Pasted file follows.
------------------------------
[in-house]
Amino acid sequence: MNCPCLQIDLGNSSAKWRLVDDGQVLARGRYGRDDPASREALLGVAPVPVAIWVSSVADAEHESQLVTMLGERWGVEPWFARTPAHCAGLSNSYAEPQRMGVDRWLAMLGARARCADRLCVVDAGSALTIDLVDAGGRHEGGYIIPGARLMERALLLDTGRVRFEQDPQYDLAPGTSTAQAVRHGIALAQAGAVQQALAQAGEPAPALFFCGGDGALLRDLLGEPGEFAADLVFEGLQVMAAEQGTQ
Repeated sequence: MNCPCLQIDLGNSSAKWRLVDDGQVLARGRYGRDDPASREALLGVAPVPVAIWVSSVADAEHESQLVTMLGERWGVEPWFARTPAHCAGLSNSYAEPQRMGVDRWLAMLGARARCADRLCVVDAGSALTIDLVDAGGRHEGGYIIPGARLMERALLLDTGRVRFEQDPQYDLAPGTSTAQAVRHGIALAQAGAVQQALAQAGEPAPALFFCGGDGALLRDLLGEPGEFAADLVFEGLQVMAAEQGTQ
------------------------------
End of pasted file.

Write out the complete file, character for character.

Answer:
[in-house]
Amino acid sequence: MNCPCLQIDLGNSSAKWRLVDDGQVLARGRYGRDDPASREALLGVAPVPVAIWVSSVADAEHESQLVTMLGERWGVEPWFARTPAHCAGLSNSYAEPQRMGVDRWLAMLGARARCADRLCVVDAGSALTIDLVDAGGRHEGGYIIPGARLMERALLLDTGRVRFEQDPQYDLAPGTSTAQAVRHGIALAQAGAVQQALAQAGEPAPALFFCGGDGALLRDLLGEPGEFAADLVFEGLQVMAAEQGTQ
Repeated sequence: MNCPCLQIDLGNSSAKWRLVDDGQVLARGRYGRDDPASREALLGVAPVPVAIWVSSVADAEHESQLVTMLGERWGVEPWFARTPAHCAGLSNSYAEPQRMGVDRWLAMLGARARCADRLCVVDAGSALTIDLVDAGGRHEGGYIIPGARLMERALLLDTGRVRFEQDPQYDLAPGTSTAQAVRHGIALAQAGAVQQALAQAGEPAPALFFCGGDGALLRDLLGEPGEFAADLVFEGLQVMAAEQGTQ